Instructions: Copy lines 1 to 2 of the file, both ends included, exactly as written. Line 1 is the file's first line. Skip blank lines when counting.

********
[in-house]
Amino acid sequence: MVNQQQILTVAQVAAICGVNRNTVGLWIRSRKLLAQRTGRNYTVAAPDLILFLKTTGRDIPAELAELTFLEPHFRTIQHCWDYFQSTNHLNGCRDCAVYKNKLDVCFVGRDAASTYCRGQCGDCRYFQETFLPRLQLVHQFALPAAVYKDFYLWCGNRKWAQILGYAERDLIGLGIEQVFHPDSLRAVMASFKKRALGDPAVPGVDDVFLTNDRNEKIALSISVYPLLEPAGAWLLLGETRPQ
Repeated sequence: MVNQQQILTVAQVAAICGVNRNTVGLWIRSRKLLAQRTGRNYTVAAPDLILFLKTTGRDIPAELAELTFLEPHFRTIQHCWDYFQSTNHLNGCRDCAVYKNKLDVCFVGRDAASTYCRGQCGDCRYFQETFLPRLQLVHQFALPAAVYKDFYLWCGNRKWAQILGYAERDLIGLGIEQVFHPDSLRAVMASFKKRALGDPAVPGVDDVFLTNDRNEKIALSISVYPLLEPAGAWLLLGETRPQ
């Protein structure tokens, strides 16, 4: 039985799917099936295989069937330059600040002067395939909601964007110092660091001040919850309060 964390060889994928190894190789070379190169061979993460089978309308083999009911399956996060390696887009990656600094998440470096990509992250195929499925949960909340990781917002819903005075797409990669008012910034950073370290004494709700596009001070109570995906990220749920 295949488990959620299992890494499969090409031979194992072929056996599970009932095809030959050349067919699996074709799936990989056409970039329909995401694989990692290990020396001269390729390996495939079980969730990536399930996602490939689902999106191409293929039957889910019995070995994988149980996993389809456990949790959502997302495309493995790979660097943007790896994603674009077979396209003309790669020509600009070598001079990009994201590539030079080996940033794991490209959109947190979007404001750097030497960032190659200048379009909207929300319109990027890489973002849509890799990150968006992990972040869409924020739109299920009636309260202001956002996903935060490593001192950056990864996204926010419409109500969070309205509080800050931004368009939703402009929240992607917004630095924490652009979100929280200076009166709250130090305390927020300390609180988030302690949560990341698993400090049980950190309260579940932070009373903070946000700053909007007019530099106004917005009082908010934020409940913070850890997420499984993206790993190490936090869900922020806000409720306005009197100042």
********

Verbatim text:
[in-house]
Amino acid sequence: MVNQQQILTVAQVAAICGVNRNTVGLWIRSRKLLAQRTGRNYTVAAPDLILFLKTTGRDIPAELAELTFLEPHFRTIQHCWDYFQSTNHLNGCRDCAVYKNKLDVCFVGRDAASTYCRGQCGDCRYFQETFLPRLQLVHQFALPAAVYKDFYLWCGNRKWAQILGYAERDLIGLGIEQVFHPDSLRAVMASFKKRALGDPAVPGVDDVFLTNDRNEKIALSISVYPLLEPAGAWLLLGETRPQ